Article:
By Crystal Wood
Spin is a multi-disciplinary piece featuring: music, spoken-word poetry, monologues and visual projections. Made up of approximately a dozen segments, I felt the same way about Spin that I do about CDs. (A fitting analogy, I hope, as Parry is also a musician and was in fact selling her CD last night.) What I mean is that I generally don’t like every song on a CD. I love some songs, like a few, and then there are one or two that I feel should probably have been left off entirely. (My show partner, Joanne, was trying to come up with a bicycle metaphor on the way home. Something about how you can love the handlebar streamers but still find the banana seat uncomfortable? I think mine works better).
To summarize briefly, this is a theatre piece about bikes. To flesh it out in more detail, it’s a play about a lot of things. I mean, a lot of things: Bikes are erotic. The history of bikes. Bikes were the original feminist tool. Bikes are a symbol of relationships and love. Victorian bike attitudes were silly. Bikes were the origin of all that is evil about consumerism. Igor Kenk, the Toronto bike thief.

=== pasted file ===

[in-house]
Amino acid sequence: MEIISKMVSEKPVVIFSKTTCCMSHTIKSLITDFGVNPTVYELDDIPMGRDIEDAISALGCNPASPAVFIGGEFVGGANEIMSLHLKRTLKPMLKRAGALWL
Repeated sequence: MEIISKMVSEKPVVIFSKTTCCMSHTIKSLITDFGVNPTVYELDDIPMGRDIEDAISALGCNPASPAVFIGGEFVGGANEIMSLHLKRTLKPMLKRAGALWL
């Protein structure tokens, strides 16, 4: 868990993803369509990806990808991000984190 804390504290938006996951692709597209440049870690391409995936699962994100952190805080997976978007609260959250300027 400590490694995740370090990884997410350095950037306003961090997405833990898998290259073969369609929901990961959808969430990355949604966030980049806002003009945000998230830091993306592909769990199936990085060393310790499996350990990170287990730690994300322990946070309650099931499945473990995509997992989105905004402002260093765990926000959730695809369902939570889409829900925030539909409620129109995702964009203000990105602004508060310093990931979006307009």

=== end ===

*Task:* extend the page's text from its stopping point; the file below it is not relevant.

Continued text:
Like I said, a lot of things.
Fortunately, Evalyn Parry is a skilled performer, poet and musician with that “it” magnetism that draws you in. Her back-up musicians provided entertaining contributions, including Brad Hart who played the bicycle like it was an instrument, – the leather seat as a drum, the spokes as guitar strings, and the handlebar bell as, well, a bell.
All in all, I came away interested in hearing more of Parry’s music, but wishing she had trimmed a few bits and focused on the more compelling scenes. In particular, there was one song that Jo dubbed “the scary song” called The Names of the Chains that didn’t seem to fit in with the rest of the piece. However, her story of the bike her former lover bought for her was both a moving and strong contribution.
Though there were a few areas that could be tweaked, Spin was clean, original and for the most part well-prepared. (A few long transitions, like Parry changing her costume onstage, slowed the pace of the piece.)
We were also pleased to see a packed house on a Sunday night. Hopefully, the rest of the Hysteria Festival does as well.
Performances run until October 31 at 8pm
Prices are PWYC to $10, with a $15 evening pass and $50 festival pass available
Tickets available in person, or by calling 416-975-8555
Check Out the Buddies in Bad Times website for more information on the Hysteria Festival.
Photo of Evalyn Parry, courtesy of www.artsexy.ca